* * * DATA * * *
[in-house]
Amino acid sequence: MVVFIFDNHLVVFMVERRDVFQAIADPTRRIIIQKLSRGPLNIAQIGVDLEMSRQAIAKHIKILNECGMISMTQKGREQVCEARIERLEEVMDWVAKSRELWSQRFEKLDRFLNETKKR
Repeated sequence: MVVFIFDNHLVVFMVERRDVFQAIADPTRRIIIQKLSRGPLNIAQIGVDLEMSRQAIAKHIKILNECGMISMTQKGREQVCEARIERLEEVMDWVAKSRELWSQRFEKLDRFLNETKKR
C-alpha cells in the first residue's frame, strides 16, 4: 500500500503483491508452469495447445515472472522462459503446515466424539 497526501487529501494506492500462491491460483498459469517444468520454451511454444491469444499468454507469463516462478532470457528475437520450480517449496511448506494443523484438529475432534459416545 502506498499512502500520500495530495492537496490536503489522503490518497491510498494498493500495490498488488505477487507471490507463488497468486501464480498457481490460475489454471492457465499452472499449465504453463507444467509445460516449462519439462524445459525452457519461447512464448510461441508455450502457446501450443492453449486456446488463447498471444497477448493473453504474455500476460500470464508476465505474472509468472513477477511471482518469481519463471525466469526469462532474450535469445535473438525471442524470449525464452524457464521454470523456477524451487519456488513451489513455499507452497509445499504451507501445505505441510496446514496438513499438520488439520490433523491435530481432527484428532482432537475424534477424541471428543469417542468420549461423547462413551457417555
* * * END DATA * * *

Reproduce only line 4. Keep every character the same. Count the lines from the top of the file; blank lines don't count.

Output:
C-alpha cells in the first residue's frame, strides 16, 4: 500500500503483491508452469495447445515472472522462459503446515466424539 497526501487529501494506492500462491491460483498459469517444468520454451511454444491469444499468454507469463516462478532470457528475437520450480517449496511448506494443523484438529475432534459416545 502506498499512502500520500495530495492537496490536503489522503490518497491510498494498493500495490498488488505477487507471490507463488497468486501464480498457481490460475489454471492457465499452472499449465504453463507444467509445460516449462519439462524445459525452457519461447512464448510461441508455450502457446501450443492453449486456446488463447498471444497477448493473453504474455500476460500470464508476465505474472509468472513477477511471482518469481519463471525466469526469462532474450535469445535473438525471442524470449525464452524457464521454470523456477524451487519456488513451489513455499507452497509445499504451507501445505505441510496446514496438513499438520488439520490433523491435530481432527484428532482432537475424534477424541471428543469417542468420549461423547462413551457417555